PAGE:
How I Use It
We used padlet with a group of graduate library science students--and learned some really good lessons along the way. It is fairly easy to set up boards, but setting up multiple boards can be time consuming--especially because I have not found a way to copy boxes from one board to the next. You just have to keep remaking the same box over and over if you have multiple boards for an assignment. Unless you are signed in, you can only modify the content for 24 hours. SO, either make the boards less than 24 hours before your class, or sign in and create an account. Multiple people can be posting to the same padlet at once, which is really helpful especially if doing projects outside of class with small groups. Everyone is accountable for his/her own contribution and it is easily visible. With a little more practice and possible tweaks by the developers, I think this would be an amazing tool for many different projects.
In our lesson small groups were posting their insights gained from out of class experiences to share with the whole group. Ideally, we would have shared each padlet on the big screen for everyone to see and on which to base our discussion. But, the hiccups we encountered at first (lack of editing rights after 24 hours) affected our time frame and students were encouraged to visit the individual group sites on their own to see what else their classmates had posted. The next time we use this program should be a much smoother and rewarding process.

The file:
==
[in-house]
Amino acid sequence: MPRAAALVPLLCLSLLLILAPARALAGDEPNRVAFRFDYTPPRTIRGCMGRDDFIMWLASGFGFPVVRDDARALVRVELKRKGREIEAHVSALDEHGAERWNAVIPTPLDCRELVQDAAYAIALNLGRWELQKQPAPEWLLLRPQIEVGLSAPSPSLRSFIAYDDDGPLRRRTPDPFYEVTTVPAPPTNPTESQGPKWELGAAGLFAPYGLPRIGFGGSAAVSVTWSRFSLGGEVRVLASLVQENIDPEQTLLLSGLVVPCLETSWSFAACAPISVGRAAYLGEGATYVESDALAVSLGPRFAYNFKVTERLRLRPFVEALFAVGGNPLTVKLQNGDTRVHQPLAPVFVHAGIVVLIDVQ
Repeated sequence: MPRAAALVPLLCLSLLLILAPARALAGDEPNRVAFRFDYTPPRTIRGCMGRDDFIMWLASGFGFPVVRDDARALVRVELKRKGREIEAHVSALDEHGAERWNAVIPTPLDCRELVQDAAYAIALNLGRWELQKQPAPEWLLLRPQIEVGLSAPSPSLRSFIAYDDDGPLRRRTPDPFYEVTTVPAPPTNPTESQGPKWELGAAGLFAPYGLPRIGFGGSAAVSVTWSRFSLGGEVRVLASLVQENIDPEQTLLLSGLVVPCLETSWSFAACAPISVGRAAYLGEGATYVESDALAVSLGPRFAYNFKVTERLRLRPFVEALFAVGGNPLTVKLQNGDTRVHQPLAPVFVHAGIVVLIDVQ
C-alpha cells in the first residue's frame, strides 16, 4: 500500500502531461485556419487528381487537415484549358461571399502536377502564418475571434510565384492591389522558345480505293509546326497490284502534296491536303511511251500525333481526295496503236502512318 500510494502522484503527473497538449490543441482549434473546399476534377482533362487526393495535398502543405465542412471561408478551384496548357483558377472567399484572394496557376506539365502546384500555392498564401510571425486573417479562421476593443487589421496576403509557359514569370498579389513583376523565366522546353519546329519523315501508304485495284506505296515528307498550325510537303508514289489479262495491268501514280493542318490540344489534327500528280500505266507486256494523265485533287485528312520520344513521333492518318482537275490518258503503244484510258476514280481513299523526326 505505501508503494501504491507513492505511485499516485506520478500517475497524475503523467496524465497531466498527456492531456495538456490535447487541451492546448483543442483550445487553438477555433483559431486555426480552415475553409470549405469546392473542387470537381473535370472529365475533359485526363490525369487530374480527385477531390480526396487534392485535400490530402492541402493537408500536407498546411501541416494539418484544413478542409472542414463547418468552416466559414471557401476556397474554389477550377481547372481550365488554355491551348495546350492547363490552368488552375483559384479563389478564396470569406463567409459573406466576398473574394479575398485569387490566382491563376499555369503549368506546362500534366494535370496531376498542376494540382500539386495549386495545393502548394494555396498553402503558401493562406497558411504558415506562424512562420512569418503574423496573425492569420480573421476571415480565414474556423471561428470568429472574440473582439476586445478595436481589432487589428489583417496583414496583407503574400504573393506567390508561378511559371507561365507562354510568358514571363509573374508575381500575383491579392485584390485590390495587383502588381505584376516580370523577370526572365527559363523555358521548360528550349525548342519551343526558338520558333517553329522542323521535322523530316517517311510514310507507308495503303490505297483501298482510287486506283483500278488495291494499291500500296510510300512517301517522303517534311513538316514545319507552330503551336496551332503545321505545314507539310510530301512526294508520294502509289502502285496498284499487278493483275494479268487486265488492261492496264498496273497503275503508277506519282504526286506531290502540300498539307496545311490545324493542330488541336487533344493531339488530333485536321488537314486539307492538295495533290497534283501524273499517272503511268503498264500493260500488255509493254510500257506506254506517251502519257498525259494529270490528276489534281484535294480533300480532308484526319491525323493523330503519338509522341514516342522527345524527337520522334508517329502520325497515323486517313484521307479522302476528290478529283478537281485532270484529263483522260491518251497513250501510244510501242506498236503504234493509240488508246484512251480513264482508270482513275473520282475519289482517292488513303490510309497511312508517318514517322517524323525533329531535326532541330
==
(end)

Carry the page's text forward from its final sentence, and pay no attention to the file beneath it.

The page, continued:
Padlet is a very easy to use program that allows you to create boards on which students can post information. Think virtual cork board.
The boards are customizable with layout freedom, different backgrounds, fonts, etc.
In the boxes you create by double clicking on the wall, you can add text, upload documents, or provide links to web based content.
Helpful features: The walls can also be made private, password protected, with hidden links, or public. You can add users by entering their email address or sharing the padlet address with them—you can use the automatically generated address or create your own. You can even sign up to have notifications sent to you when someone posts on the wall. And, you can moderate posts to approve them before they appear on the wall. You can also use it across a variety of devices.
The good and the bad: The best part of this feature is that you can have small groups collaborate from multiple machines without needing to connect through email addresses—and they can see all of the content. Simply share the padlet address with your group. They can post new boxes to the wall, but will be unable to alter those already created. If you want to give your students more control of the padlet, you will need to add them via an email address.
Downsides: Changes to the wall can only be made within the first 24 hours if you are not signed in. If you decide to create a login, you have control over your wall after that time period.